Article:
If Figure 1 were tab 1, I would say that so far, this would be a plus (assuming I wanted to short it). The 10-day has crossed through the 20-day, which is a better signal in this case, and the stock should move lower. But as I said, I would also wait 3 days to see how the trade actually falls out before making a final determination.

Another important consideration in this case is the 200-day mov­ing average. As I discussed at the beginning of this chapter, the 200-day moving average is still the strongest point of support. Al­though this stock’s moving averages are crossed, the fact remains that it’s coming down, testing its strongest point of support so I would still be patient. Wait for it. Get another confirmation.

prior to the open of the market; and, when stocks gap down, the price moved lower prior to the market open. This is simply a sign of good (gap up) or bad (gap down) news taking place and the stock market adjusting the price before the open. Stocks that gap up often move higher, yet stocks that gap down often move down much more than stocks that gap up.

So far, we’ve looked at moving averages crossing each other. We’ve waited 3 consecutive days for the stock to follow that current trend. Then we’ve looked for it to test the moving average. Here, it broke below the moving average and also had a gap down. There’s a better signal of weakness.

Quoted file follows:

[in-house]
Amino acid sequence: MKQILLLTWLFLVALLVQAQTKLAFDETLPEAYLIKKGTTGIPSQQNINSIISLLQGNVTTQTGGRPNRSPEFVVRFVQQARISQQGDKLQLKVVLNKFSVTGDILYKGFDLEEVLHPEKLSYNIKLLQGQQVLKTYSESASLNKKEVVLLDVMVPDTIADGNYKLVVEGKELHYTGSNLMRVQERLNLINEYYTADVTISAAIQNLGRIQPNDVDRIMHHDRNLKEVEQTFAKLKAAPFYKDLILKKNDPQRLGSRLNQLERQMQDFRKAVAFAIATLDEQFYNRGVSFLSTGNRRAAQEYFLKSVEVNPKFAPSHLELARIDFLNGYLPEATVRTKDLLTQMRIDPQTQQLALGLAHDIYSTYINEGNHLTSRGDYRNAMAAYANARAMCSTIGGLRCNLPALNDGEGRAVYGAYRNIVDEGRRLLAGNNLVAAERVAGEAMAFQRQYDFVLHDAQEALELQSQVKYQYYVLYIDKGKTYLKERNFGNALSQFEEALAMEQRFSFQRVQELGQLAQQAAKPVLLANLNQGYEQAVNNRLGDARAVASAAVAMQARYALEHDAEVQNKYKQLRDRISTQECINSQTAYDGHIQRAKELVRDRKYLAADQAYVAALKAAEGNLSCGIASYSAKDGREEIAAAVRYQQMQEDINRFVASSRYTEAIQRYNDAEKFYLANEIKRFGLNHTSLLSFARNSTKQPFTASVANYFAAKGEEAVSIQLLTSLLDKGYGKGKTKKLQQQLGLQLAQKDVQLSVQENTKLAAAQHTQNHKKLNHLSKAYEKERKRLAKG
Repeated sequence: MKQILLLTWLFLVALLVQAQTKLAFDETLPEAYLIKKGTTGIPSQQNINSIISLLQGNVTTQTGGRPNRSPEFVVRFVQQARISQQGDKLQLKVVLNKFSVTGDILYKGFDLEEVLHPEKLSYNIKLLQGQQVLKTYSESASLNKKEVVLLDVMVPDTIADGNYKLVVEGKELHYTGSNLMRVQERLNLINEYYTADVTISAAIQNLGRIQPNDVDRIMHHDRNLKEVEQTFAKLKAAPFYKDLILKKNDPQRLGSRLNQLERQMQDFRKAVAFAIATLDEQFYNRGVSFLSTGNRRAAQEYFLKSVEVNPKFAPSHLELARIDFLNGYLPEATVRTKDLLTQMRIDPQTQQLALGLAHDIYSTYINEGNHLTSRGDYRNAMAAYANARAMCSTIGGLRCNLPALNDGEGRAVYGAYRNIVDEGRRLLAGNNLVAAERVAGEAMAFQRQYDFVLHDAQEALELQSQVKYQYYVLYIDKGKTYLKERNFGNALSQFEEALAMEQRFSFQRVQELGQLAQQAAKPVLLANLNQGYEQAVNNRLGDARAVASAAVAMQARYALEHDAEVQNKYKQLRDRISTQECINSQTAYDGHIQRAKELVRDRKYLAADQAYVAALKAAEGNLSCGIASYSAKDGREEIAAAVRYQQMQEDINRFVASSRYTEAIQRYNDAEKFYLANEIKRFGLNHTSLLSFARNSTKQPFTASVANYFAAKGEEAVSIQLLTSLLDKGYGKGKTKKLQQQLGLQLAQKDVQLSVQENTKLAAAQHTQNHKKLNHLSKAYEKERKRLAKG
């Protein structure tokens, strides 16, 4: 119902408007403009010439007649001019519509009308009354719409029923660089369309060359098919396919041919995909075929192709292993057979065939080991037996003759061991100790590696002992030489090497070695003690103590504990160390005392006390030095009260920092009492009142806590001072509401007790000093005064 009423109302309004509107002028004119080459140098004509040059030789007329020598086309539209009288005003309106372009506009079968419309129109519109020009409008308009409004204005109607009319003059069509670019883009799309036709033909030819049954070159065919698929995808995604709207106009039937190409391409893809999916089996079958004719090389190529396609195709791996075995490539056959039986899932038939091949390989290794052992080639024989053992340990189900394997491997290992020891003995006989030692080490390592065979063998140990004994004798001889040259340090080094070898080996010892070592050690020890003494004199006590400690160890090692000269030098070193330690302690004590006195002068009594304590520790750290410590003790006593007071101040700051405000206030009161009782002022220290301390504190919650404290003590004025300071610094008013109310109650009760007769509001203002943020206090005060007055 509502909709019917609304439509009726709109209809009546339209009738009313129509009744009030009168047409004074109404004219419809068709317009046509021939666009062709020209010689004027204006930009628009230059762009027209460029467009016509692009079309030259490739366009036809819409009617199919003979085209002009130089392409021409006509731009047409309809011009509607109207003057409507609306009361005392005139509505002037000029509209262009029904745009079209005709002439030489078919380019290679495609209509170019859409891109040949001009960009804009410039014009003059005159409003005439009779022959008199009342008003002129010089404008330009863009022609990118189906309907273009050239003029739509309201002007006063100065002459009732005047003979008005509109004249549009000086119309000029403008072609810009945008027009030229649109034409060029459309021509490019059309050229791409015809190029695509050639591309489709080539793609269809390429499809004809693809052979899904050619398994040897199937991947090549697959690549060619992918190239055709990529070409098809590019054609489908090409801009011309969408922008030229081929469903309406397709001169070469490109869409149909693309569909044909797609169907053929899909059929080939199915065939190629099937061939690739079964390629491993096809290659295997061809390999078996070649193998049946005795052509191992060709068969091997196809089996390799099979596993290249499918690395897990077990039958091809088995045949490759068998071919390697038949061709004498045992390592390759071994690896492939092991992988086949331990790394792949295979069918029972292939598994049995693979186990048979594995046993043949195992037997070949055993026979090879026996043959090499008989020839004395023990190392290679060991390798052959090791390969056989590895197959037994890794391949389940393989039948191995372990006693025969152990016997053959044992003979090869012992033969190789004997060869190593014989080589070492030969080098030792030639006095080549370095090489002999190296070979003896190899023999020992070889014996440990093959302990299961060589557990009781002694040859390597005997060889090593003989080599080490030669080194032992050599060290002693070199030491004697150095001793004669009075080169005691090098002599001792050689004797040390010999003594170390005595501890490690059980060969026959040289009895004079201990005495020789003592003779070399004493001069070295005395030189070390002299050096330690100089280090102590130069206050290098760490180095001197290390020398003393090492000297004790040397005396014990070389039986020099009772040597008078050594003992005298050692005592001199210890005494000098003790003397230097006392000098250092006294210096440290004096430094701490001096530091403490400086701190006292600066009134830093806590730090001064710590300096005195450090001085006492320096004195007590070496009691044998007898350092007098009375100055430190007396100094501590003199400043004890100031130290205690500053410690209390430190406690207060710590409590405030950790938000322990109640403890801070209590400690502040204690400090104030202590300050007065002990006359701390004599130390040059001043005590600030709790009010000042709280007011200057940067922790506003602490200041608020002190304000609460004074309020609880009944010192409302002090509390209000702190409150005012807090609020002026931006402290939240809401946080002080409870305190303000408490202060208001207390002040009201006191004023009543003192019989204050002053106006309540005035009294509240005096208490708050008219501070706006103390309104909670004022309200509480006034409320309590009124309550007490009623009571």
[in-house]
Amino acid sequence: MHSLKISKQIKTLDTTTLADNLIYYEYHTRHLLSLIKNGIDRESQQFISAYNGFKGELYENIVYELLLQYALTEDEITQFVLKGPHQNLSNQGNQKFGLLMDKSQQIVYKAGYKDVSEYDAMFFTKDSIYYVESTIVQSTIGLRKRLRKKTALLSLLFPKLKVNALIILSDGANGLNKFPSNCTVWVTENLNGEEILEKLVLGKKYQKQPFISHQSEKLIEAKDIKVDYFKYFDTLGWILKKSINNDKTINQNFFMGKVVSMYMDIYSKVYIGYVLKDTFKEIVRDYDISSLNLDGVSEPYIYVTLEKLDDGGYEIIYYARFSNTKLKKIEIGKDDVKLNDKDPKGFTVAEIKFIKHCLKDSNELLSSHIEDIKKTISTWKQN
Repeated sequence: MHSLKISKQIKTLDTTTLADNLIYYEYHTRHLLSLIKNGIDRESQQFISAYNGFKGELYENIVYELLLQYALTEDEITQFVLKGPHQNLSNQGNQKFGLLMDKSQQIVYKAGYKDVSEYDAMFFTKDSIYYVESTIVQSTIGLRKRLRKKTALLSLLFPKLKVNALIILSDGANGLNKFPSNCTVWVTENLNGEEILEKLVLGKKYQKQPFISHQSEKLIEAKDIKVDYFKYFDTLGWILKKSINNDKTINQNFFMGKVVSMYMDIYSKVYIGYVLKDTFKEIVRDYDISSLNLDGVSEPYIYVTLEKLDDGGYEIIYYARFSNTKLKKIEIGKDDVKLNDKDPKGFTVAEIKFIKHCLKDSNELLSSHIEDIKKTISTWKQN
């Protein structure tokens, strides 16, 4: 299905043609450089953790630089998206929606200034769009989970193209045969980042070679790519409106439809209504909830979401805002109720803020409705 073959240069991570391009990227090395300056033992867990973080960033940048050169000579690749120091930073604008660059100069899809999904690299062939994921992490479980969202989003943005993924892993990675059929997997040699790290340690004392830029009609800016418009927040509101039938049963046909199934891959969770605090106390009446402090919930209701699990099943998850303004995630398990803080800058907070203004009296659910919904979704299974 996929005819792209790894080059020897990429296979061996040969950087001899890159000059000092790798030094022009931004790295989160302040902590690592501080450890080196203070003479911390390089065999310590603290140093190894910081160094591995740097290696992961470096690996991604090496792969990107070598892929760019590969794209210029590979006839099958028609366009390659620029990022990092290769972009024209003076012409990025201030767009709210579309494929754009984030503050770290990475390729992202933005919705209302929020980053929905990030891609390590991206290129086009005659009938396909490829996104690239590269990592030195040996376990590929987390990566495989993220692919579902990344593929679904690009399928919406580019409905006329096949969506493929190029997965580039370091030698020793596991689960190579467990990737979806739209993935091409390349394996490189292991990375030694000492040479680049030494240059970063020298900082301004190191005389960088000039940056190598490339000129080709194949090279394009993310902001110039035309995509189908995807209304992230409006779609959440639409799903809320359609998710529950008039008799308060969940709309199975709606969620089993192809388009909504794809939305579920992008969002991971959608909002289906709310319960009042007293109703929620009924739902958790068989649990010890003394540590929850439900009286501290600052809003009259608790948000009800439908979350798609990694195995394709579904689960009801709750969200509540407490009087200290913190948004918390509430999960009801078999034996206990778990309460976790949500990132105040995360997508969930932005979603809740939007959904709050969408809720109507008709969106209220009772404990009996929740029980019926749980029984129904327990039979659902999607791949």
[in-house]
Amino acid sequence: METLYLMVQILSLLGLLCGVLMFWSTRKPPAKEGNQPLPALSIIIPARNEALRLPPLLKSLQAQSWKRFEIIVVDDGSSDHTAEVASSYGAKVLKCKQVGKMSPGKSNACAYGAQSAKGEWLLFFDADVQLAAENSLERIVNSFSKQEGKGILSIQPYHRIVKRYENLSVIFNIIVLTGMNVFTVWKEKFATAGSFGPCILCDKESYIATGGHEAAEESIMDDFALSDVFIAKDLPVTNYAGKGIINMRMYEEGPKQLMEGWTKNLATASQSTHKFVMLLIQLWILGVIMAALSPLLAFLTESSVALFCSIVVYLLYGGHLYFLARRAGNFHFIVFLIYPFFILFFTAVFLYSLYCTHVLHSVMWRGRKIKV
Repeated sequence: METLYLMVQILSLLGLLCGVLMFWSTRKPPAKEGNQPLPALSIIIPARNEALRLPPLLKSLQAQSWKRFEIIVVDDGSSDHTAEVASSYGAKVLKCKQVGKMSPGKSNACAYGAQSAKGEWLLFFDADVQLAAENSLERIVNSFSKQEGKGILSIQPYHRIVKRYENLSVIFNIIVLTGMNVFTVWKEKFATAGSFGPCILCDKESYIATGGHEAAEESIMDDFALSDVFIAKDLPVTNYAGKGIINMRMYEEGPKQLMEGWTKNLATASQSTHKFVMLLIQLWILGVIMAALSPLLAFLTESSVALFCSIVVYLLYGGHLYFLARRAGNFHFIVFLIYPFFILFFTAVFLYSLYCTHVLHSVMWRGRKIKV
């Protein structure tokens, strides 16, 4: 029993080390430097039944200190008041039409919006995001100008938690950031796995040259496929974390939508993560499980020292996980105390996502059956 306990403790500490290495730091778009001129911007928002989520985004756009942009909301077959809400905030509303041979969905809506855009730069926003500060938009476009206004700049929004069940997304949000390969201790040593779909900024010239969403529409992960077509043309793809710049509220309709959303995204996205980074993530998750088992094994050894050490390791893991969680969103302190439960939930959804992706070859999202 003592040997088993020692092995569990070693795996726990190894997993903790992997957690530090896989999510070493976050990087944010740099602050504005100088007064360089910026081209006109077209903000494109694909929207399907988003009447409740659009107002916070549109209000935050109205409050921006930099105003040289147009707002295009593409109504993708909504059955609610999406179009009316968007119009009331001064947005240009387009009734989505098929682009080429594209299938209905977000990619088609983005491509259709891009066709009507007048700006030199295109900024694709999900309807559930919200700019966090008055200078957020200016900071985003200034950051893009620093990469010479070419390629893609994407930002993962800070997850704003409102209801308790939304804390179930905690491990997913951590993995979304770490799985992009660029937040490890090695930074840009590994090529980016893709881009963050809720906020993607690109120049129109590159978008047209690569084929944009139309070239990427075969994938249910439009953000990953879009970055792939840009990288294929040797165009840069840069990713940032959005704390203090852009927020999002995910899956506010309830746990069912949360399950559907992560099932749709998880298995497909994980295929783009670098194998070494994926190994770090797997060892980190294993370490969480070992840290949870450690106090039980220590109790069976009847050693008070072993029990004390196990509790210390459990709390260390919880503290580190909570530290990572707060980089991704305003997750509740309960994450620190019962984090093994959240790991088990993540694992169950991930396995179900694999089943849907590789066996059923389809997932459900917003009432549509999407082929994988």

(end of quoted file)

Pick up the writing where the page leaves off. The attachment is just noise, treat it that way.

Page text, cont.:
Moving over to the right side of the chart, it says never go long or short unless these moving averages cross.

Yet as you can see in Figure 1, they started to cross. We could have waited 3 days, and then have entered the trade at that point. But we would have gotten out rather fast because we then saw another crossover.

We’ve started off simply by looking at moving averages, the 10- and 20-day. We’re going to add more indicators as we move forward and create a system similar to my 12-plus system, which will tell us when we should and shouldn’t buy.

You’ll often find that investors will add a moving average to the vol­ume to alert them when the volume

has increased above its daily average (Figure 2.2). This can be an early sign of a positive or a negative breakout. The moving aver­age time frames will vary with each investor’s objectives and the market conditions.

Laws of Supply and Demand

You already know that the stock market moves simply based on two things: supply and demand. Together, supply and demand are nothing more than volume. If I have a basket loaded with green and yellow bananas, I have a supply of a product to sell. The de­mand is determined based on how many green or yellow bananas people want to buy. If green sells quicker than yellow, there will be less supply and more demand for the green bananas. Prices will react accordingly the price of green bananas in this case will rise to meet the high demand and low supply situation.